Theme: Those Who Find Christmas
In this week’s lessons, we examine people in the Christmas story who did not respond to the birth of Christ as they should have.
Scripture: Luke 2:1-7
It would be entirely wrong to end this study without pointing out that although there were many who did not find Christmas—millions, in fact —there were nevertheless some who did. They were not the kings of this world. They were not the religious leaders. They were not the thousands who were entirely engrossed in the countless minutiae of materialistic lives. They were just poor folk who were looking to God and to whom God came.
We can think of several of them. There were the shepherds. They were nobody in the social structure of the ancient East. Most people thought poorly of them. They were not able to testify in a court of law, for their testimony was considered unreliable. And yet they saw the angels. The wise men also found Christmas. They were not even Jews—everybody knew that God’s promised salvation was of the Jews. Yet the wise men saw the star. Finally, there were those like Simeon and Anna, poor but saintly folk, who like many others “looked for redemption in Jerusalem” (Luke 2:38). No one would have given a second thought to these poor folk. They were not important. Yet they saw and even held God’s treasure.
Why did these people find Christmas? I think there are two answers. The first answer is that they were honest enough to admit their need of a Savior. The self-sufficient would never have made the trip to the manger; they do not do it today. But that does not describe these who found Christ. These people knew that they needed a Savior. Secondly, they were also humble enough to receive the Lord Jesus Christ when He came. No doubt there were levels of comprehension. Perhaps the shepherds, or the wise men, or even Simeon and Anna did not understand very much. But whatever they understood they received, for we are told in each case that they praised God for the birth of the Lord.
In Europe everyone who attends a university gets the same basic training in the classics and the basic tools of religion, so that whether he becomes a doctor, lawyer, chemist, or a professor, he is only a few steps away from being fully qualified for the ministry. In one European city a German pastor was called away from his little parish in an emergency and, since there was no time for him to get another preacher to fill his pulpit the following Sunday, he called upon the tutor of a noble family who lived in the neighborhood.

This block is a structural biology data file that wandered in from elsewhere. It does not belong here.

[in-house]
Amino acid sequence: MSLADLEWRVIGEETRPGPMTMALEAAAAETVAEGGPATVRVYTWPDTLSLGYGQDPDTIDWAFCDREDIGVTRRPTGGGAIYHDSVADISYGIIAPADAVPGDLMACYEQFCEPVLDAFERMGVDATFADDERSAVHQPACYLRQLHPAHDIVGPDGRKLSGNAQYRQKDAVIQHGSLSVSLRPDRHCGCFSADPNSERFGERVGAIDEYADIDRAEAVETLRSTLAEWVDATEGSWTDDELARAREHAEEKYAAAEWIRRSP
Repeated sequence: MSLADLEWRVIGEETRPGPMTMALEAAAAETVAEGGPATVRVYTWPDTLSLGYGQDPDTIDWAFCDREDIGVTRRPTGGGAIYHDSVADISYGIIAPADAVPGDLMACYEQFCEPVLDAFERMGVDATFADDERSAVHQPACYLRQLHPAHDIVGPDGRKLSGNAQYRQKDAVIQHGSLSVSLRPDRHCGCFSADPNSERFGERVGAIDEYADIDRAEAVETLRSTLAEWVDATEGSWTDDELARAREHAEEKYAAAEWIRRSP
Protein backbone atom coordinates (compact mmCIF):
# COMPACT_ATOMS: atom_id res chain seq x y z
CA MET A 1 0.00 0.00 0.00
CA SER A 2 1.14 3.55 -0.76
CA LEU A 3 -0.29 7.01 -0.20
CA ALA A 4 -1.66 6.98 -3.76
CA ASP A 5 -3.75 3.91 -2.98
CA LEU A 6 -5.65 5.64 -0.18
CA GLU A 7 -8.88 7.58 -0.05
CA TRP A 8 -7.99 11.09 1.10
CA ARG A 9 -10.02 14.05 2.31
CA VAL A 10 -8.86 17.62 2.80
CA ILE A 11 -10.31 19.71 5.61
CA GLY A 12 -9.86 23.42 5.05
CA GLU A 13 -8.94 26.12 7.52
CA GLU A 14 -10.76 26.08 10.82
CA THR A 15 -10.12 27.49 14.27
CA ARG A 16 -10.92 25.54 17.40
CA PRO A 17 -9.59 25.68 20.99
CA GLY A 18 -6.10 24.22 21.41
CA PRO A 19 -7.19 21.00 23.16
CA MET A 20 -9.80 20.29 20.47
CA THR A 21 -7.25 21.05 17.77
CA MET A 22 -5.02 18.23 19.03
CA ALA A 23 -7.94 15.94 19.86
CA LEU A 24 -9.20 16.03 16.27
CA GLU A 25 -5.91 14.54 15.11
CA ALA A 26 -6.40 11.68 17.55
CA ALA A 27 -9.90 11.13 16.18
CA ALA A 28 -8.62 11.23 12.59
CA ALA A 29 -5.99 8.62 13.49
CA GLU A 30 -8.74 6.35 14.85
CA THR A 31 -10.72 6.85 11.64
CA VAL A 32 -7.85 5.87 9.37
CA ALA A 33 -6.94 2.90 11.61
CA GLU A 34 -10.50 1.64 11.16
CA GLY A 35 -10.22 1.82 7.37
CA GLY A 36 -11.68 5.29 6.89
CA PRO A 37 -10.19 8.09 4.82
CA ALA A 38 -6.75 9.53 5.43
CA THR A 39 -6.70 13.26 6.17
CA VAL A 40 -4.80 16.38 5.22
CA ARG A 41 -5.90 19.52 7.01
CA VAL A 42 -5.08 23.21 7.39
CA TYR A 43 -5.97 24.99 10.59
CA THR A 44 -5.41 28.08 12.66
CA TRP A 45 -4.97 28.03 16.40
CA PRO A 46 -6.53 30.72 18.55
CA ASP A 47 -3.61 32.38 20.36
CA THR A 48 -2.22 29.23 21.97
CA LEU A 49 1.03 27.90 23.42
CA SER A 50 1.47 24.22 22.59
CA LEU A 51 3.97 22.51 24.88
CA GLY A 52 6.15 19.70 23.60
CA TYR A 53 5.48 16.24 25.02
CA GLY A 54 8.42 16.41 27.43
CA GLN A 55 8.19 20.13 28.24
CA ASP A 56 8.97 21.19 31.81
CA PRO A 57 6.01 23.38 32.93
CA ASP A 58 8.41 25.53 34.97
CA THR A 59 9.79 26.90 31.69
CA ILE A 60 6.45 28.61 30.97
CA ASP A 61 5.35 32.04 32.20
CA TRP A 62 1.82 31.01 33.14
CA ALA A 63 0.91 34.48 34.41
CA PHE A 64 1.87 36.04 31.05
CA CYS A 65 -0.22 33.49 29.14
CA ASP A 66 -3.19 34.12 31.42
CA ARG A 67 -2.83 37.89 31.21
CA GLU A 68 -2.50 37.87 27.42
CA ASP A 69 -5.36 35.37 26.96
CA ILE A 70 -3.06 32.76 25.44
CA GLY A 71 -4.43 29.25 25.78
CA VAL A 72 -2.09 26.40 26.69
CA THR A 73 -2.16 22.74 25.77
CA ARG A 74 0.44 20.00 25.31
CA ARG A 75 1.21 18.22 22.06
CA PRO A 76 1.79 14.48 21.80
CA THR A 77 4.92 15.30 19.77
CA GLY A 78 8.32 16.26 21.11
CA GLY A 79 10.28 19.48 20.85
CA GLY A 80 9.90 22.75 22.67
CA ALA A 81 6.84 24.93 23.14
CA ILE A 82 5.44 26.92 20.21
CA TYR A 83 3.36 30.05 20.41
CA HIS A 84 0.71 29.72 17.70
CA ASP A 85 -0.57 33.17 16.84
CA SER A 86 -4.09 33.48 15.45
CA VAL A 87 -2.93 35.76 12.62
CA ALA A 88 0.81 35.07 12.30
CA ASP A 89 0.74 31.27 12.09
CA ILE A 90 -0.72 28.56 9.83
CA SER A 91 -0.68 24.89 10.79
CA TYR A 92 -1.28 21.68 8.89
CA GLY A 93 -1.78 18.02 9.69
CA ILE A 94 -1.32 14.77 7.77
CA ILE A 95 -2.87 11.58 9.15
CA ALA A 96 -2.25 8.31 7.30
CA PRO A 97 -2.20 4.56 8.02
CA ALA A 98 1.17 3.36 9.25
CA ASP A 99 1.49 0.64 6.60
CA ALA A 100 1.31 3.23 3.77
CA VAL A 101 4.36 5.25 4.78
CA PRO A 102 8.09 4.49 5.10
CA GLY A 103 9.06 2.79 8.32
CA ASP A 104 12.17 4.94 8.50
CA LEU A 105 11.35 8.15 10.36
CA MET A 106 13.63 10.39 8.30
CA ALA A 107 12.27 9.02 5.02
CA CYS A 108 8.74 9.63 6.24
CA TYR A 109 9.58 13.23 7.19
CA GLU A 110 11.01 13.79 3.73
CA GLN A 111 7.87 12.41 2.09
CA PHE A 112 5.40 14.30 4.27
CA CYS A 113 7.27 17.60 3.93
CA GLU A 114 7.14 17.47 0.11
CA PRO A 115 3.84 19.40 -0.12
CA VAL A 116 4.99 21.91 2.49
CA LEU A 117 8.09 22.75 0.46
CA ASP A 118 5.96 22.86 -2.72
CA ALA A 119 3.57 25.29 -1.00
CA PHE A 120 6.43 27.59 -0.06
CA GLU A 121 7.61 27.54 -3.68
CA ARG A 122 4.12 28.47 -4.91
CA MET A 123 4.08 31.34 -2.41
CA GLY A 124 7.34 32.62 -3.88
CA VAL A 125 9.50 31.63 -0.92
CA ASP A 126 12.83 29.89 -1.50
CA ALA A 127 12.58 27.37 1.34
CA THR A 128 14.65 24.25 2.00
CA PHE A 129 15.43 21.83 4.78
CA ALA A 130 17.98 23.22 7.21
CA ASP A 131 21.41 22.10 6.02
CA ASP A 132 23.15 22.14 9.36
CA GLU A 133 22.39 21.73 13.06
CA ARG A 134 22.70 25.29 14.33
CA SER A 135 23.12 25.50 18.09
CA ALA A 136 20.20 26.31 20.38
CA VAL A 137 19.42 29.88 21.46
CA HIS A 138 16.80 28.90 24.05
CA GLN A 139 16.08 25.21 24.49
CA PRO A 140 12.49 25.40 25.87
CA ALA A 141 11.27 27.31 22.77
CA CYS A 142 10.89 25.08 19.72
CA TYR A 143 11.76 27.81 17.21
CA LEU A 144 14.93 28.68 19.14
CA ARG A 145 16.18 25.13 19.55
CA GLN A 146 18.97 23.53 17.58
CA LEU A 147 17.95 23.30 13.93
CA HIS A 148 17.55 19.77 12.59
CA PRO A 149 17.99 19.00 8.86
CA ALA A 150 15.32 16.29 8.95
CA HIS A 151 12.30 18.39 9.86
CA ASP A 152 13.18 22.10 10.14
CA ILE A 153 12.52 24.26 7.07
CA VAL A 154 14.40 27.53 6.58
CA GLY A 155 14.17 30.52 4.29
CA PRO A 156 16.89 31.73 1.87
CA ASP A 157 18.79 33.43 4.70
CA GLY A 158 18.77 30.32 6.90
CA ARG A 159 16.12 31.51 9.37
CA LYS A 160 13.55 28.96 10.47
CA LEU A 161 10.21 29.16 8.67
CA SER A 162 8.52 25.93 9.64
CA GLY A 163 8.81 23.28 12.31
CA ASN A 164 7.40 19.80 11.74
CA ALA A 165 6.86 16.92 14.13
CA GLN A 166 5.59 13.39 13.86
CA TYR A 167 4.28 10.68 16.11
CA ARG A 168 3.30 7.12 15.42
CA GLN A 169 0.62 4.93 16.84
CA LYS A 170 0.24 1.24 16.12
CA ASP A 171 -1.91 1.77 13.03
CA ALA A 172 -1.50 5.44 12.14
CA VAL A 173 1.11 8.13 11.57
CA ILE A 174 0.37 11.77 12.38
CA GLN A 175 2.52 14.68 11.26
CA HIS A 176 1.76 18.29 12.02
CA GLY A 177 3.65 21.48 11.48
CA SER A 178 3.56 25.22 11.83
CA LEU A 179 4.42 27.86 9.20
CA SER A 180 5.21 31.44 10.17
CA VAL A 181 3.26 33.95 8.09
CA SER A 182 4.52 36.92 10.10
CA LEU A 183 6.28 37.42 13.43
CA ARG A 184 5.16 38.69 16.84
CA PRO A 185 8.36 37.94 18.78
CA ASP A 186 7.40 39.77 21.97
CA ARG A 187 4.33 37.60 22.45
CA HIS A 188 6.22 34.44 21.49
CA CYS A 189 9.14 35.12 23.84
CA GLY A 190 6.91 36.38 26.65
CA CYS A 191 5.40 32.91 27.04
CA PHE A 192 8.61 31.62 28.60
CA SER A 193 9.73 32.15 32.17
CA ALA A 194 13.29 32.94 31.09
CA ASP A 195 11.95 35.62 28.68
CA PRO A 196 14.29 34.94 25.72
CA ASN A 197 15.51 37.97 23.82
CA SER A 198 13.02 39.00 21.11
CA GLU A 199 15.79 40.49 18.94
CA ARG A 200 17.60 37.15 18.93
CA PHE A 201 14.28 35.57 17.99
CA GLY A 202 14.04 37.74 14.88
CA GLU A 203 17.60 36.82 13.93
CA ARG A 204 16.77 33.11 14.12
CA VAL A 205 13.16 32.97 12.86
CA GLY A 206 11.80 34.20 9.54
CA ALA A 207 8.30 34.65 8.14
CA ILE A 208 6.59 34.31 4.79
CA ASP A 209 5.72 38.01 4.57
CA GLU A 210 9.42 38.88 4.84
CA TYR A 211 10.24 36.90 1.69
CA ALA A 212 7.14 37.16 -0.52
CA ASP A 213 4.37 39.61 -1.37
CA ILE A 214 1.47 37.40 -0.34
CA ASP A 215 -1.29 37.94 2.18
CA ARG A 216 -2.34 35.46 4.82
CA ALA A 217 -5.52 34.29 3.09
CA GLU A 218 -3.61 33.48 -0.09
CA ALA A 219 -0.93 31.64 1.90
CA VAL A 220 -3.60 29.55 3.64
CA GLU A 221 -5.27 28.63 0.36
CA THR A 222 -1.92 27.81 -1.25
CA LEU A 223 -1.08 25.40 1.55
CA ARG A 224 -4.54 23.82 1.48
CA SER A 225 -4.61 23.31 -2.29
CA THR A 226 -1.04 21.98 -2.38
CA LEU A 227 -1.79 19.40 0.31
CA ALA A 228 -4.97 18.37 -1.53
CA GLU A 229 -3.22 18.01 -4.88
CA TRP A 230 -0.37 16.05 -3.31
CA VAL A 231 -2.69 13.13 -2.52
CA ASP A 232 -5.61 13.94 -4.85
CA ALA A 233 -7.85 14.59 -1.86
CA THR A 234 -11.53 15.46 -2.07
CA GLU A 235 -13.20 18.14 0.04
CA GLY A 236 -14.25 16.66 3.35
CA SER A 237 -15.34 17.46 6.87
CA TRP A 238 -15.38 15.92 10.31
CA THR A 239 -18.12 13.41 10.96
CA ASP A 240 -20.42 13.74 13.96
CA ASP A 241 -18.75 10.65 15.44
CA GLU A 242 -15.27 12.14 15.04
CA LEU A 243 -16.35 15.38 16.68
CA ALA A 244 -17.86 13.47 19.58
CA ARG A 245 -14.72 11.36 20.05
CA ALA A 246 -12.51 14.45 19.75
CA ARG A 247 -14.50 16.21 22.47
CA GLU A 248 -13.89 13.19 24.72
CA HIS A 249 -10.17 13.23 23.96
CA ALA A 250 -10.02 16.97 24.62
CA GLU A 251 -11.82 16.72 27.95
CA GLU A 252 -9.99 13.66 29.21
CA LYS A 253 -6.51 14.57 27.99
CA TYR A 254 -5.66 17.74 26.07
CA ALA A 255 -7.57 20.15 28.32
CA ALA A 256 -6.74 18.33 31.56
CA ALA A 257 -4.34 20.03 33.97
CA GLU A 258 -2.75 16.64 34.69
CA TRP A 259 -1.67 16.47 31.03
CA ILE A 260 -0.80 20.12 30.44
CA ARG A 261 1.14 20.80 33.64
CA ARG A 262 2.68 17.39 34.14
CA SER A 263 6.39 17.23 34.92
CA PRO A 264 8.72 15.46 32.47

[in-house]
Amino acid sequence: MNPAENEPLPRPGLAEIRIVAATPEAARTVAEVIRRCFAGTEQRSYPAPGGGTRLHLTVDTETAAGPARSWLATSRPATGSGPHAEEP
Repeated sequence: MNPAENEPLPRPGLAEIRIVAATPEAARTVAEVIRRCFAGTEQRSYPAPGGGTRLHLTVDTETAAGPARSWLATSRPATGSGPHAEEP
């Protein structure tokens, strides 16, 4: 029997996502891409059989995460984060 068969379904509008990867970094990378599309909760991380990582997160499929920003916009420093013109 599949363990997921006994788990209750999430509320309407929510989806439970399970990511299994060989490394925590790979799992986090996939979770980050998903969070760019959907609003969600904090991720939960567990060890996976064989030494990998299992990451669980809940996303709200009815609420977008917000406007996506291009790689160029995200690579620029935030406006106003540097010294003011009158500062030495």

The man was not a Christian. When the pastor called upon him to preach, he replied, “How can I preach that which I do not believe?”
“What?” said the pastor in astonishment. “You believe in God, don’t you?”
“Yes,” replied the tutor, “I believe in God.”
“And do you not believe that we should love Him?” asked the pastor.
“Yes,” said the tutor again, “I believe that we should.”
“Well,” replied the pastor then, “I will give you a text to preach on. It is in the words of Jesus: ‘Thou shalt love the Lord thy God, with all thy heart, with all thy mind, and with all thy strength’.”
The tutor agreed to the text. So the pastor went to keep his appointment and the tutor sat down to study the text and to write out an outline for his message. He was a skeptic, you understand, a rationalist. So he very rationally wrote out his first point and gave it a reason. The first point was, “We must love God.” Second, he wrote down: “We must love Him with all our powers; indeed, nothing less could satisfy Him.” Third, he wrote: “Do we thus love Him?” His conscience then forced him to put down, “No, we do not.”
Later, this man wrote about his experience. He said, “Without any previously formed plan, I was brought to add to my notes, ‘We need a Savior.'” Here light broke in upon his darkened soul. He said, “I understood that I had not loved God, that I did need a Savior, that Jesus Christ was that Savior; and then I loved Him and I clung to Him at once. On the morrow I preached the sermon, and the third point was the chief —the need of Jesus and the necessity of trusting such a Savior.”
The wise men, whether they be shepherds or magi, are the ones who acknowledge their need and humble themselves enough to receive the Lord Jesus Christ as their Savior. These, and only these, find Christmas.
Who were some of the people who found Christmas? How do they generally differ from those who missed Christ?
What characteristics did they show in their proper response to the coming of Christ?
Prayer: Pray for the salvation of those who either have attended or will attend Christmas services this year.
Key Point: The wise men, whether they be shepherds or magi, are the ones who acknowledge their need and humble themselves enough to receive the Lord Jesus Christ as their Savior. These, and only these, find Christmas.
For Further Study: Download for free and listen to Donald Barnhouse’s message, “The Christmas Names of God.” (Discount will be applied at checkout.)